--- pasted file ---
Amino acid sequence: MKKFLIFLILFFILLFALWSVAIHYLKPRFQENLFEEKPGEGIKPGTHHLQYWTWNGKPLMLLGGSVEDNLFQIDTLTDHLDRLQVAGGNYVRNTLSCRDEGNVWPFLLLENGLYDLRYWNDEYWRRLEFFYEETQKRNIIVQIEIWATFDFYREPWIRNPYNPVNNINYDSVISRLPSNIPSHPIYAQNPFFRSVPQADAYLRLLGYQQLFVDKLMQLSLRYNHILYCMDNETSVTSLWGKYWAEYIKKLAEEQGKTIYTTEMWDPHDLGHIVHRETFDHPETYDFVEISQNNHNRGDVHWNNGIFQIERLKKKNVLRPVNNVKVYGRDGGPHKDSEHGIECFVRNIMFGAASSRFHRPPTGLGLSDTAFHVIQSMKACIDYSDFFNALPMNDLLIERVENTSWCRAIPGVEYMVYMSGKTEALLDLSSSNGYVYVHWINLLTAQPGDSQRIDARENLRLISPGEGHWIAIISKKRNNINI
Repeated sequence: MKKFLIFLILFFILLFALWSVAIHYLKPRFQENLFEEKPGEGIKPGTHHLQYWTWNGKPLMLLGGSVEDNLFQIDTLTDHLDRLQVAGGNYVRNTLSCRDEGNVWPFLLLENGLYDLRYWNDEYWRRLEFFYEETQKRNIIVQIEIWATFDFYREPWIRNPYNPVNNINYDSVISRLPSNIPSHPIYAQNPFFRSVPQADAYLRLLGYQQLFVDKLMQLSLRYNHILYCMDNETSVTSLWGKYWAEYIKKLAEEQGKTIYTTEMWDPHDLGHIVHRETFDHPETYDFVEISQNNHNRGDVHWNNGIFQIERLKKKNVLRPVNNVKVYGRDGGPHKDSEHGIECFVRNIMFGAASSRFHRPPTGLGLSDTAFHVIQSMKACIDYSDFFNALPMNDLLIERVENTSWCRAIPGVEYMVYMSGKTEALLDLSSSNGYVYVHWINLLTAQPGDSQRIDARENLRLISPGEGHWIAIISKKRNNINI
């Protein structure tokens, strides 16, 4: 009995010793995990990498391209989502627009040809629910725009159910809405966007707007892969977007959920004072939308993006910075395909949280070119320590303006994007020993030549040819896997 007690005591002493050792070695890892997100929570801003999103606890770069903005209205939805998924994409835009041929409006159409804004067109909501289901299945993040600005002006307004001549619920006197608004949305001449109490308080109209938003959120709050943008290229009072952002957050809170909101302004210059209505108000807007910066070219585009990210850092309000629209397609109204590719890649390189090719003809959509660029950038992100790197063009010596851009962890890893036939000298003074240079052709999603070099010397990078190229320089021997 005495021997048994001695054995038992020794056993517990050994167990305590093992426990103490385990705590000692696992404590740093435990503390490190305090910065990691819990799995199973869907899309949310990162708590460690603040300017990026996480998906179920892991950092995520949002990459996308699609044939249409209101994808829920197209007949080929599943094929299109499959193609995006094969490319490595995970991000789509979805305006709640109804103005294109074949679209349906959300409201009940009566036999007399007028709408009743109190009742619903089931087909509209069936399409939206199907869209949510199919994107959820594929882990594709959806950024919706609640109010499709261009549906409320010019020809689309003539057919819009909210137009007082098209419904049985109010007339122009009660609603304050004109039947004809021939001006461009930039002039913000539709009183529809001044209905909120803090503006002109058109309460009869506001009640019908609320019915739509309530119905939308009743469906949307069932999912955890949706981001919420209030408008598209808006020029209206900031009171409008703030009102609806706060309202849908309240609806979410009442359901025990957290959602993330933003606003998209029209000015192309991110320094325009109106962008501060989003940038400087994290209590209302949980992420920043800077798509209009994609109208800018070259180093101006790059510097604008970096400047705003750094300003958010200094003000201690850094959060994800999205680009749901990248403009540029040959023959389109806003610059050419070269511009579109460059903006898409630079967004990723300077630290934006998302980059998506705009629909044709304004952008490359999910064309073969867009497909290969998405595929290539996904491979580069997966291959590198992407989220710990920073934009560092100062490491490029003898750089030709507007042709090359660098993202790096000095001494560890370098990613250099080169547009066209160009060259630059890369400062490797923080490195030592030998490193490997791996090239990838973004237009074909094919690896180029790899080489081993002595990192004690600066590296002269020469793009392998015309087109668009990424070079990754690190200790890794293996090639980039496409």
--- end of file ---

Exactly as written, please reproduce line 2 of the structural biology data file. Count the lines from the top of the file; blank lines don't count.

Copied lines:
Repeated sequence: MKKFLIFLILFFILLFALWSVAIHYLKPRFQENLFEEKPGEGIKPGTHHLQYWTWNGKPLMLLGGSVEDNLFQIDTLTDHLDRLQVAGGNYVRNTLSCRDEGNVWPFLLLENGLYDLRYWNDEYWRRLEFFYEETQKRNIIVQIEIWATFDFYREPWIRNPYNPVNNINYDSVISRLPSNIPSHPIYAQNPFFRSVPQADAYLRLLGYQQLFVDKLMQLSLRYNHILYCMDNETSVTSLWGKYWAEYIKKLAEEQGKTIYTTEMWDPHDLGHIVHRETFDHPETYDFVEISQNNHNRGDVHWNNGIFQIERLKKKNVLRPVNNVKVYGRDGGPHKDSEHGIECFVRNIMFGAASSRFHRPPTGLGLSDTAFHVIQSMKACIDYSDFFNALPMNDLLIERVENTSWCRAIPGVEYMVYMSGKTEALLDLSSSNGYVYVHWINLLTAQPGDSQRIDARENLRLISPGEGHWIAIISKKRNNINI